The kids who are discussed in this article would be called "LD" today - you don't want to know how they were referred to in the early Twenties. Back then there were no Federally-funded commissions thronging with sympathetic PhD candidates to ramble on about "convergence issues", "processing concerns", "the-classroom-learning-environment" and the "Learning Disabled". There were only frustrated kids, frustrated teachers and broken-hearted parents. This 1937 news article reports on the pioneering teachers at Seward Park High School in New York City and the earliest attempts to address the needs of students who suffered from language processing disorders, dyscalculia, dyslexia, dysgraphia and America's favorite - good ol' ADHD.
Here is a book review of The Colleges In The War And Afterward (1919) by Parke Rexford Kolbe:
"One obtains a very clear picture of our educational institutions during the war and a definite feeling of the difficulties encountered when agencies which were quite individualistic, quite self-dependent, suddenly found themselves mere sub-departments of the War Department submitting to a command from higher authority as if they had been used to it all their lives..."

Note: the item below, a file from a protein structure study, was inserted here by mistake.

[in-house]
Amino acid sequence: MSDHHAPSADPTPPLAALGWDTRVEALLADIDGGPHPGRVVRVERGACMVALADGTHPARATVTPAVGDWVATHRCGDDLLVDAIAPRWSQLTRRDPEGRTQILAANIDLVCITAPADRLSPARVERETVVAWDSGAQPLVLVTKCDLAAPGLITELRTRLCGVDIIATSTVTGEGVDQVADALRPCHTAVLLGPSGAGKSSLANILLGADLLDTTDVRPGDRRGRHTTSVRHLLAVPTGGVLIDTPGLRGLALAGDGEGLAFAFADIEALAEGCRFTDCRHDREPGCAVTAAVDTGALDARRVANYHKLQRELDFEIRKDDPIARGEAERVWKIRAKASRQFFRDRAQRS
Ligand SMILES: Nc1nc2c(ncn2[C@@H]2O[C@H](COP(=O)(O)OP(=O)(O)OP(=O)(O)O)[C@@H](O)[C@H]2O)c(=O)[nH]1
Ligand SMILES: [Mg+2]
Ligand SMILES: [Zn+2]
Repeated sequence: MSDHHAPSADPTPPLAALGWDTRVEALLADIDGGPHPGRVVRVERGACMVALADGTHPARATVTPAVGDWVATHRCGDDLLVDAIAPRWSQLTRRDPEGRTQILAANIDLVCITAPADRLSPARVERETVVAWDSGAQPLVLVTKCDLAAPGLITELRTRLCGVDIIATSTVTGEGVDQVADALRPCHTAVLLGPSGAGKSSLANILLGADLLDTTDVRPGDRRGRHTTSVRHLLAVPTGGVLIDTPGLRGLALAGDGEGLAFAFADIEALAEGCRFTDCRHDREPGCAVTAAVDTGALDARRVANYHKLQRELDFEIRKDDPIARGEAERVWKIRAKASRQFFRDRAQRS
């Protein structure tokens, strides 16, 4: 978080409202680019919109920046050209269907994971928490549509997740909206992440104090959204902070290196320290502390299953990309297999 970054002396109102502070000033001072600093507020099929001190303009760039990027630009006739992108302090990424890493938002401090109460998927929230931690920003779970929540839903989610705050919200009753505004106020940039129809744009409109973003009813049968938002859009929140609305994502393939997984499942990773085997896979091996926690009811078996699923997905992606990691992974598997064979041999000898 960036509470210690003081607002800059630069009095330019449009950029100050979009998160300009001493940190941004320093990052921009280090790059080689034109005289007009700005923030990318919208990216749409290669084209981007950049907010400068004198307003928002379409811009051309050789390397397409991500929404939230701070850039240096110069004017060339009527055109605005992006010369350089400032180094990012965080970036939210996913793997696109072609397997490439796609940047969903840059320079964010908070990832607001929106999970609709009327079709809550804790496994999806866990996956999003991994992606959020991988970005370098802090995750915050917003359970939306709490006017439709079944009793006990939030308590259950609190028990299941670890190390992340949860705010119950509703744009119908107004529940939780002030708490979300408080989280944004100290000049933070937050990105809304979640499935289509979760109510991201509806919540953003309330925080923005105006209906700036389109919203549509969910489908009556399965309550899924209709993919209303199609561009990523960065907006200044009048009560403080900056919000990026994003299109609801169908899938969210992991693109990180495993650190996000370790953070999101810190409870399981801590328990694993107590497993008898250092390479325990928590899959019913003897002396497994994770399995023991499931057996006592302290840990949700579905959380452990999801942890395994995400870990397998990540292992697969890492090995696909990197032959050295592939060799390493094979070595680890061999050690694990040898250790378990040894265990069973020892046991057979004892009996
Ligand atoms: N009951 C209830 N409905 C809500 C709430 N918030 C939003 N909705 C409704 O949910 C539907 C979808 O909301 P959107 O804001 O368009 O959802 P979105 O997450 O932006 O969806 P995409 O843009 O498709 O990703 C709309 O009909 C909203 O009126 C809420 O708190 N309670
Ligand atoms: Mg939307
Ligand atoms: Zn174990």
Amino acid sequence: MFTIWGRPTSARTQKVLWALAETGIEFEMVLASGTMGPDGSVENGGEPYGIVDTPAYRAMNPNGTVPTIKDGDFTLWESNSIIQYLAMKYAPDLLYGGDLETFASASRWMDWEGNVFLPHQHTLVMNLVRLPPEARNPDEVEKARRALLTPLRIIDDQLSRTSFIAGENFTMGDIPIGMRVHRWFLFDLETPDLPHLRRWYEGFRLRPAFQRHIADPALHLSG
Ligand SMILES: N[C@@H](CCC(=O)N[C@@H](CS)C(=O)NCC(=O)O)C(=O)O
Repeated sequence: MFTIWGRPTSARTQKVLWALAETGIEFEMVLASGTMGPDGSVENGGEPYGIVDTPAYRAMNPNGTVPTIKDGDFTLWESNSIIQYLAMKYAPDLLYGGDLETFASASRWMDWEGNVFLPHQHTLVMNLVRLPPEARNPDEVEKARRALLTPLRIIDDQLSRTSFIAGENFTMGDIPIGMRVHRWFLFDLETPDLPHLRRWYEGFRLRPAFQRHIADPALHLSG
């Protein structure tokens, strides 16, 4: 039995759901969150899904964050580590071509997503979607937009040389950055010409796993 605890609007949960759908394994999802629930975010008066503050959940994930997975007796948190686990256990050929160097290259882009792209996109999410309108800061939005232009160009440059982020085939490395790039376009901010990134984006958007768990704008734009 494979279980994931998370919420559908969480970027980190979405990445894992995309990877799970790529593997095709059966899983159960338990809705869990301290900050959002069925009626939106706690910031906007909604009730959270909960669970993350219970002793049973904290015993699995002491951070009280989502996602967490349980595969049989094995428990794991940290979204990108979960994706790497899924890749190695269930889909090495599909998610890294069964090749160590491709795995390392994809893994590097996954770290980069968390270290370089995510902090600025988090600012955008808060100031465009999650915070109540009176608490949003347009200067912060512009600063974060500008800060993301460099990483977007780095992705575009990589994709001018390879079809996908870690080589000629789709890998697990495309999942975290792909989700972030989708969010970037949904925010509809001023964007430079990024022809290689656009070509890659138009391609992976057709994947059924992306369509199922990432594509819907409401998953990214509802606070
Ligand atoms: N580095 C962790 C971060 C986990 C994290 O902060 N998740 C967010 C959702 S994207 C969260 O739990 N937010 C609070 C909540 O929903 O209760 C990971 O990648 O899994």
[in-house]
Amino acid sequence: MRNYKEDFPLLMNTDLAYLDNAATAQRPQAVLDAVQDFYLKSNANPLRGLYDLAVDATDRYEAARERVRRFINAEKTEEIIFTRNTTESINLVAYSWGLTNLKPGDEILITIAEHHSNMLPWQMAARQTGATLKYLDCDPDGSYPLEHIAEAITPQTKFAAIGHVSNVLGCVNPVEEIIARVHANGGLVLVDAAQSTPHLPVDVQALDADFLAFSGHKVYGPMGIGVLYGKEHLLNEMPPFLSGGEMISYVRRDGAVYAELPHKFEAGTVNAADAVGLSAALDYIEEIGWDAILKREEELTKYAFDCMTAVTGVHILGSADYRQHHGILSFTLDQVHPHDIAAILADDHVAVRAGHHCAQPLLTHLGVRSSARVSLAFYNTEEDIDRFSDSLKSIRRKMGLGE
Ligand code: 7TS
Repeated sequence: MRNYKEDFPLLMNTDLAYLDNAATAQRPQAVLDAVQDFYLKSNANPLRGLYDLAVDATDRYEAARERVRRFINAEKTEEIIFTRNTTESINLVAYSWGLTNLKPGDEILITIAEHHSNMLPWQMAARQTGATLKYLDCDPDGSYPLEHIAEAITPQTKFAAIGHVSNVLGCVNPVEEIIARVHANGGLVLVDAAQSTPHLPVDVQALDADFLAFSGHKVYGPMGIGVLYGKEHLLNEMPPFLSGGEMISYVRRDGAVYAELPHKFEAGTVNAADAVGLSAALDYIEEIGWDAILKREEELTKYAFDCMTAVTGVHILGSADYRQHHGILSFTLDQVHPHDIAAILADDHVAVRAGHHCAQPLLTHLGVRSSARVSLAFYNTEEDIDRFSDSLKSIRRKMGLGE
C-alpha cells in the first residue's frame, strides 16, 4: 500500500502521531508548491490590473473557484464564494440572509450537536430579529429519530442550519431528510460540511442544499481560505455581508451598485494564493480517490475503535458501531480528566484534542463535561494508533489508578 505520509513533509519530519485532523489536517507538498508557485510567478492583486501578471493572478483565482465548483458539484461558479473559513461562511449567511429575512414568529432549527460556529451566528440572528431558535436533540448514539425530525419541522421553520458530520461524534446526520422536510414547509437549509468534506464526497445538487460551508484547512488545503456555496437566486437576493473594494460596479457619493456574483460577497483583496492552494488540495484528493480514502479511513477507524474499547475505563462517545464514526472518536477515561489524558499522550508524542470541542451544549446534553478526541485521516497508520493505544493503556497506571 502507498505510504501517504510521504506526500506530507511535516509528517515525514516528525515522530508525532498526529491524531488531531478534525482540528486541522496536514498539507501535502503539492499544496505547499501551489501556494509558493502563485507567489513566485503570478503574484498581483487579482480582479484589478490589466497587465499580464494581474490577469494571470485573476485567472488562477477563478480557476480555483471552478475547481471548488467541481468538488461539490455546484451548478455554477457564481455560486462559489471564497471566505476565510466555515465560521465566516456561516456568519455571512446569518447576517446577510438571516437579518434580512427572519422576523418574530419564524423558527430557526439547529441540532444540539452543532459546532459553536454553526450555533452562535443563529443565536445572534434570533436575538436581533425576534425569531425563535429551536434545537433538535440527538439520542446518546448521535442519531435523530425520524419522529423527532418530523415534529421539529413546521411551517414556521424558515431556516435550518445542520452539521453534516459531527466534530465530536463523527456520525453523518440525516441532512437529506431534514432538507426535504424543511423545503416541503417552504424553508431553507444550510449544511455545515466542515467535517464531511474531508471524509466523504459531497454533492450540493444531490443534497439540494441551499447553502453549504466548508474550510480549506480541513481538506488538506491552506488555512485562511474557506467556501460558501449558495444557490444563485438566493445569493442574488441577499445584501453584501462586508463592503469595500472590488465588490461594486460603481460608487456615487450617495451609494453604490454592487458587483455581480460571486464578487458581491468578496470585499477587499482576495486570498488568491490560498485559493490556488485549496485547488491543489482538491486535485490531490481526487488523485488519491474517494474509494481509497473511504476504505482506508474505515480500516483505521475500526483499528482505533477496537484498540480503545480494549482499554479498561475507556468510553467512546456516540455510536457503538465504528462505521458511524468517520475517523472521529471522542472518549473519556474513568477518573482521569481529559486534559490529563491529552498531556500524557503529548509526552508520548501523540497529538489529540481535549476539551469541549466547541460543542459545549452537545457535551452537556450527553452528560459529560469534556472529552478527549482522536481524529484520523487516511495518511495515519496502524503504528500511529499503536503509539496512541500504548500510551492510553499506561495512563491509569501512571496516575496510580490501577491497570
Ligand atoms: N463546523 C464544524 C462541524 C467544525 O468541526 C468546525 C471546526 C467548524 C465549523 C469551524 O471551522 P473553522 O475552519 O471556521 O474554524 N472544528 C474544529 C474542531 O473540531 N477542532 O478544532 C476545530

"A religion-in-the-schools trial, held last week in the Champaign, Illinois Circuit Court, will probably make history. The plaintiff was Mrs. Vashti McCollum, 32, pert, wide-eyed wife of a University of Illinois professor, demanding that the Champaign School Board discontinue a five-year program of religious instruction in school buildings, on the ground that the constitutional separation of church and state is jeopardized."
Posted herein was one of the first of many articles concerning what would come to known as the landmark Supreme Court case McCollum v. Board of Education (1948): the court decided in her favor.
Click here to read about Darwin in the schools.
This article charts the decline of Latin as an academic study in American schools. The disappearance of Latin began in the Thirties and steadily snowballed to such a point that by 1952 its absence was finally noticed.
"Is Latin on its way out in high schools? The answer is a confident 'NO.'
It's hard to see how it can go any lower,' declares Dr. John F. Latimer, head of Latin studies
at George Washington University."
"Ten million Americans can't read and write, thousands of teachers are underpaid and, try as they may, our poorer states cannot afford to do anything about it. Every Congress since 1919 has refused to improve the situation... The truth seems to be that schools are no longer America's sweetheart. When there is money to be divided in a state, roads come first, public health second and schools third."
Click here to read about an American woman who grew heartily sick of the socialists who loitered on every street corner during the Great Depression...